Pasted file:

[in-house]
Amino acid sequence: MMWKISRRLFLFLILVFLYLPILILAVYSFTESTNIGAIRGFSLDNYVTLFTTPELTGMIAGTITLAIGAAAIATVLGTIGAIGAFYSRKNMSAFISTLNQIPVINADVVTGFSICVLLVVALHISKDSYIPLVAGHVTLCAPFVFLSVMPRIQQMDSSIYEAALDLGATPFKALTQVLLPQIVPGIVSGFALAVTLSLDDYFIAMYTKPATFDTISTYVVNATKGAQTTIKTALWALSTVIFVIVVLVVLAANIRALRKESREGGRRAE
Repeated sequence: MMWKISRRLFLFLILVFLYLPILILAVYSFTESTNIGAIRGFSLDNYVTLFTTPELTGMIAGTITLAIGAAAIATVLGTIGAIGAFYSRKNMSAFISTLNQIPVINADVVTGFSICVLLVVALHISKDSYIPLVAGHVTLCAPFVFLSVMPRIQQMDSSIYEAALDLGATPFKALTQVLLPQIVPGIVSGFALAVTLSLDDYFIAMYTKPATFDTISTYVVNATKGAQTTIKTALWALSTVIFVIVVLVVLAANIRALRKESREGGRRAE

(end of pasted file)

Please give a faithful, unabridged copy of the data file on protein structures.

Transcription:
[in-house]
Amino acid sequence: MMWKISRRLFLFLILVFLYLPILILAVYSFTESTNIGAIRGFSLDNYVTLFTTPELTGMIAGTITLAIGAAAIATVLGTIGAIGAFYSRKNMSAFISTLNQIPVINADVVTGFSICVLLVVALHISKDSYIPLVAGHVTLCAPFVFLSVMPRIQQMDSSIYEAALDLGATPFKALTQVLLPQIVPGIVSGFALAVTLSLDDYFIAMYTKPATFDTISTYVVNATKGAQTTIKTALWALSTVIFVIVVLVVLAANIRALRKESREGGRRAE
Repeated sequence: MMWKISRRLFLFLILVFLYLPILILAVYSFTESTNIGAIRGFSLDNYVTLFTTPELTGMIAGTITLAIGAAAIATVLGTIGAIGAFYSRKNMSAFISTLNQIPVINADVVTGFSICVLLVVALHISKDSYIPLVAGHVTLCAPFVFLSVMPRIQQMDSSIYEAALDLGATPFKALTQVLLPQIVPGIVSGFALAVTLSLDDYFIAMYTKPATFDTISTYVVNATKGAQTTIKTALWALSTVIFVIVVLVVLAANIRALRKESREGGRRAE